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Pulmonary arterial hypertension treatment goals are changing

At the ISR 2016 Autumn Meeting, Prof Gaine delivered a presentation on the current management of pulmonary hypertension and new developments in the field. 

Prof Gaine said it was important to remember that not all pulmonary hypertension is PAH, stressing PAH is defined by absence of left-heart disease and the absence of parenchymal lung disease. 

He also stated that scleroderma patients are the most common patients seen in clinics who suffer from PAH.

“We used to develop all our drugs in PAH using the six-minute walk distance,” according to Prof Gaine.

“All of the drugs that we currently have more or less have come about as a result of positive outcomes, improvement in walk distance. If you look carefully at it, the scleroderma patients don’t improve very well. The walk distances are poor to begin with; they don’t get a particularly good response on it.”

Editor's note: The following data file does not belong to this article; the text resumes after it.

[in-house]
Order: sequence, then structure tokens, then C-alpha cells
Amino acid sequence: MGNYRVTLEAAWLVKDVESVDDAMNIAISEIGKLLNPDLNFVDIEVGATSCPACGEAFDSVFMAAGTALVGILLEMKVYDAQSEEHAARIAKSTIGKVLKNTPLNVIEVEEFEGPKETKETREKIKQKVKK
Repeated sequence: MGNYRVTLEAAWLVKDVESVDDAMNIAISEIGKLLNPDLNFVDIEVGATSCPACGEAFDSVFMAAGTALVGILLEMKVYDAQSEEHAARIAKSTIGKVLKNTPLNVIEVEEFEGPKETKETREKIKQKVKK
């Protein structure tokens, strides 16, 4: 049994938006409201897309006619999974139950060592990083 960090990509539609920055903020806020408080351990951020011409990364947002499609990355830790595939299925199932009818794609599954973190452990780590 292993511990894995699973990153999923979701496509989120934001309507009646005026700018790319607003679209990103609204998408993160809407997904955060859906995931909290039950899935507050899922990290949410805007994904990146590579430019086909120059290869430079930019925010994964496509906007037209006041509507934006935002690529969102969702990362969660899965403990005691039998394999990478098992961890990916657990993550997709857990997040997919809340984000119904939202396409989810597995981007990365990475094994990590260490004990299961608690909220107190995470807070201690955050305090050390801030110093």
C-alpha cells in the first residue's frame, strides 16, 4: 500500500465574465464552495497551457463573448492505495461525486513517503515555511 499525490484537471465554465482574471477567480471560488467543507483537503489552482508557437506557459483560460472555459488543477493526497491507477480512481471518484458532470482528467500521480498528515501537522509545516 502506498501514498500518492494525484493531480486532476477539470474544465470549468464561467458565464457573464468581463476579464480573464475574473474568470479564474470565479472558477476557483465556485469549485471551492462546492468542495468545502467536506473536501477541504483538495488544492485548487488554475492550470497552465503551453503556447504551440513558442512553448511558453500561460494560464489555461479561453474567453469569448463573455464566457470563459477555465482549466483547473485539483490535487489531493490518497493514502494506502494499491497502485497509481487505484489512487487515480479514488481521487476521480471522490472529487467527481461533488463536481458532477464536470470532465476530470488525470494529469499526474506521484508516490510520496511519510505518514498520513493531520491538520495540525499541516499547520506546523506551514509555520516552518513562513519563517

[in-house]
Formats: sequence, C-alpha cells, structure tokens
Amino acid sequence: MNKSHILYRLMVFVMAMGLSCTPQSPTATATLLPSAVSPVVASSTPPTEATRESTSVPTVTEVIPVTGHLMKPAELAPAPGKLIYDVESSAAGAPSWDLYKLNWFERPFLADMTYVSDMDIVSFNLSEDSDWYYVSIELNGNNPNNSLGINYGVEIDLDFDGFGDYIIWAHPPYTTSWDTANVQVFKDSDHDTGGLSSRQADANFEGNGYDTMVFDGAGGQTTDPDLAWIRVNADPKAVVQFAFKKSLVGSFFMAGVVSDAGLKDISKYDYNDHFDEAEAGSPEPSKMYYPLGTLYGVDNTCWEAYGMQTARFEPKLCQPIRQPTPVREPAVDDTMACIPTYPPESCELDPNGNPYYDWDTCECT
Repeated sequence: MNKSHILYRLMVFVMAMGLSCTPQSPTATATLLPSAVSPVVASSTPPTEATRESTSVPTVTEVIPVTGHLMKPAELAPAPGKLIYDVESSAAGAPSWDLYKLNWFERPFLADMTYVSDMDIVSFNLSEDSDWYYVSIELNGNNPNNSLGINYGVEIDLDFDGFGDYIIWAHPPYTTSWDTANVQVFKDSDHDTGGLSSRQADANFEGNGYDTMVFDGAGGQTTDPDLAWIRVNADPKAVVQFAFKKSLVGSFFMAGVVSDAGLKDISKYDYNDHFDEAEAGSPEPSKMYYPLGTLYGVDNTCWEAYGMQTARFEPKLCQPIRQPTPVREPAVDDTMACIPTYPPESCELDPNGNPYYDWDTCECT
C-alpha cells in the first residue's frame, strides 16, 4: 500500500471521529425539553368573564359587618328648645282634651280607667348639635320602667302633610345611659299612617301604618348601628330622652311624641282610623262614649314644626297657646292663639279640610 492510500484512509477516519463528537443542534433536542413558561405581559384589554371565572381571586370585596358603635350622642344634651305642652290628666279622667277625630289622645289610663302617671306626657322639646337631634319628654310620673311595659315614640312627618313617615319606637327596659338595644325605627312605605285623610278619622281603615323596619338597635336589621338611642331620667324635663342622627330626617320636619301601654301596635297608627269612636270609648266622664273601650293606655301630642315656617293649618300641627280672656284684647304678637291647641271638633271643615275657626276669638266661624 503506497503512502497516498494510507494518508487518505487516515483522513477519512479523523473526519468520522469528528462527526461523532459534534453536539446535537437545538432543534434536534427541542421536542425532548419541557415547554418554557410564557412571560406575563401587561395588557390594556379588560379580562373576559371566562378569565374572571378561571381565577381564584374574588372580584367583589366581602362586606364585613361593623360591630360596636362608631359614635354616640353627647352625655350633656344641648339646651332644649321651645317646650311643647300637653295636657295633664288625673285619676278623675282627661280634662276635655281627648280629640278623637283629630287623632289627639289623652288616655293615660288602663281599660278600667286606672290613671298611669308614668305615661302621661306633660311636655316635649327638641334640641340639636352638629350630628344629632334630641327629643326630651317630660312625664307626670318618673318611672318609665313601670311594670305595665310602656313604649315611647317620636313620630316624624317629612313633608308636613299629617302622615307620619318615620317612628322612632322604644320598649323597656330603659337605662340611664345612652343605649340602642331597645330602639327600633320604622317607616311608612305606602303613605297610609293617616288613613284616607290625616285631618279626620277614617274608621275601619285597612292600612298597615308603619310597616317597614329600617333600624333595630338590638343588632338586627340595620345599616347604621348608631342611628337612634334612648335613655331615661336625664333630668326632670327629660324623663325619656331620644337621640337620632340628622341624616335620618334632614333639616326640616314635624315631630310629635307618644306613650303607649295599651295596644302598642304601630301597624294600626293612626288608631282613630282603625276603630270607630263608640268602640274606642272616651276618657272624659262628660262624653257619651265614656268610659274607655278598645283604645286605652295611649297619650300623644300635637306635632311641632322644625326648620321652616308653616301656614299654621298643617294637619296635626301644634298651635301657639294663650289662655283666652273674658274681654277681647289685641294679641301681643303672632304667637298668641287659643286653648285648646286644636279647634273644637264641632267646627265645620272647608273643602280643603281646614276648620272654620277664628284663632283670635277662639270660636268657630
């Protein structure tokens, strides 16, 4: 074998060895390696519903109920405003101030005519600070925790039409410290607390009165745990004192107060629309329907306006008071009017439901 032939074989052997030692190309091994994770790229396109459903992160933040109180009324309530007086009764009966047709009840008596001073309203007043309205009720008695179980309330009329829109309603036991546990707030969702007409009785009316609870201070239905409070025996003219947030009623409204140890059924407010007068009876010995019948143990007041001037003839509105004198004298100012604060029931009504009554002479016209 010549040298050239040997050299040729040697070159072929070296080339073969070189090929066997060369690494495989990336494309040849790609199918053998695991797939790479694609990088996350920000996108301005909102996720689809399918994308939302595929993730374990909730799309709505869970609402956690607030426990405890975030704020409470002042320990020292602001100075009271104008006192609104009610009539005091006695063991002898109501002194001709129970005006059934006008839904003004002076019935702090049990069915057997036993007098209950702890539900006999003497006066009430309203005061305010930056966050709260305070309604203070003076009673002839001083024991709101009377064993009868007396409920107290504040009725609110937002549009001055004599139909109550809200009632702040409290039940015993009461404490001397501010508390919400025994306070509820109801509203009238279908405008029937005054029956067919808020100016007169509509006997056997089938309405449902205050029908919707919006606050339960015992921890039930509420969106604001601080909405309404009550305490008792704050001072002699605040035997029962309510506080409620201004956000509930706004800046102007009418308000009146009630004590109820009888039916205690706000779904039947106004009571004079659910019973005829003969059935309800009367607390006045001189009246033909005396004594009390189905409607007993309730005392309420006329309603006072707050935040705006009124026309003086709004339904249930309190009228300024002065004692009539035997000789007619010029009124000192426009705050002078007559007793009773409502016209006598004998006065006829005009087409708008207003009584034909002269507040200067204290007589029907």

Prof Gaine said there is more of a focus now on long-term outcome studies, looking at changes to morbidity and mortality, hospitalisation and disease progression when treating the condition.

He added that in treatment plans, patients are now risk-stratified and frequently are put on combination therapy as first-line treatment.

“When we have risk-stratified the patient, if they are very mild, we may go with monotherapy, but increasingly we don’t,” Prof Gaine told delegates.

“A bit like yourselves, we go with initial combination therapy. So we use upfront endothelin receptor antagonists and our PD5 inhibitors. We use them both upfront. Not on the same day, not even on same day, maybe not in the same week, but certainly in the first month. If we start somebody on a monotherapy, we may go to a sequential quickly enough. There are ways of upscaling people who started on monotherapy. But in general, we go now with combination therapy.”

Prof Gaine also said that immunosuppressive therapy is of benefit in some forms of connective tissue disease (CTD)-PAH.

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